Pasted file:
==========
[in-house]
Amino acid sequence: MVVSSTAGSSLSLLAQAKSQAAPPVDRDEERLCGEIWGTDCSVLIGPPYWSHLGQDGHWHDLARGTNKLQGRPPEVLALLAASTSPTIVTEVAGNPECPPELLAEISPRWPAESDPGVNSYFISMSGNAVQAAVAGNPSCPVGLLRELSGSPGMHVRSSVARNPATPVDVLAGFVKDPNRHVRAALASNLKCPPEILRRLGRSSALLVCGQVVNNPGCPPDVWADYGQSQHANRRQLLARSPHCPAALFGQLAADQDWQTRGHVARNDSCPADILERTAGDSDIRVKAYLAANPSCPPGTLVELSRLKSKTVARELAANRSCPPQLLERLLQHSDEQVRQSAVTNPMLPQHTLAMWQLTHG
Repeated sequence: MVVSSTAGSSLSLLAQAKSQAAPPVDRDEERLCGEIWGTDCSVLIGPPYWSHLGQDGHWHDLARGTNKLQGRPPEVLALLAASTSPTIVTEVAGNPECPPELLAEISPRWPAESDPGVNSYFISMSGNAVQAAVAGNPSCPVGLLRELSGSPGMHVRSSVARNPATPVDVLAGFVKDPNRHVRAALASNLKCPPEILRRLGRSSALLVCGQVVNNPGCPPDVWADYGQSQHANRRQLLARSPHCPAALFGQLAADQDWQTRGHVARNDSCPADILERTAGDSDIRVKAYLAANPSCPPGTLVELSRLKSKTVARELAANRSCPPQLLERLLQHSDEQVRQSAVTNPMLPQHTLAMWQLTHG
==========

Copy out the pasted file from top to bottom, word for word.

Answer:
[in-house]
Amino acid sequence: MVVSSTAGSSLSLLAQAKSQAAPPVDRDEERLCGEIWGTDCSVLIGPPYWSHLGQDGHWHDLARGTNKLQGRPPEVLALLAASTSPTIVTEVAGNPECPPELLAEISPRWPAESDPGVNSYFISMSGNAVQAAVAGNPSCPVGLLRELSGSPGMHVRSSVARNPATPVDVLAGFVKDPNRHVRAALASNLKCPPEILRRLGRSSALLVCGQVVNNPGCPPDVWADYGQSQHANRRQLLARSPHCPAALFGQLAADQDWQTRGHVARNDSCPADILERTAGDSDIRVKAYLAANPSCPPGTLVELSRLKSKTVARELAANRSCPPQLLERLLQHSDEQVRQSAVTNPMLPQHTLAMWQLTHG
Repeated sequence: MVVSSTAGSSLSLLAQAKSQAAPPVDRDEERLCGEIWGTDCSVLIGPPYWSHLGQDGHWHDLARGTNKLQGRPPEVLALLAASTSPTIVTEVAGNPECPPELLAEISPRWPAESDPGVNSYFISMSGNAVQAAVAGNPSCPVGLLRELSGSPGMHVRSSVARNPATPVDVLAGFVKDPNRHVRAALASNLKCPPEILRRLGRSSALLVCGQVVNNPGCPPDVWADYGQSQHANRRQLLARSPHCPAALFGQLAADQDWQTRGHVARNDSCPADILERTAGDSDIRVKAYLAANPSCPPGTLVELSRLKSKTVARELAANRSCPPQLLERLLQHSDEQVRQSAVTNPMLPQHTLAMWQLTHG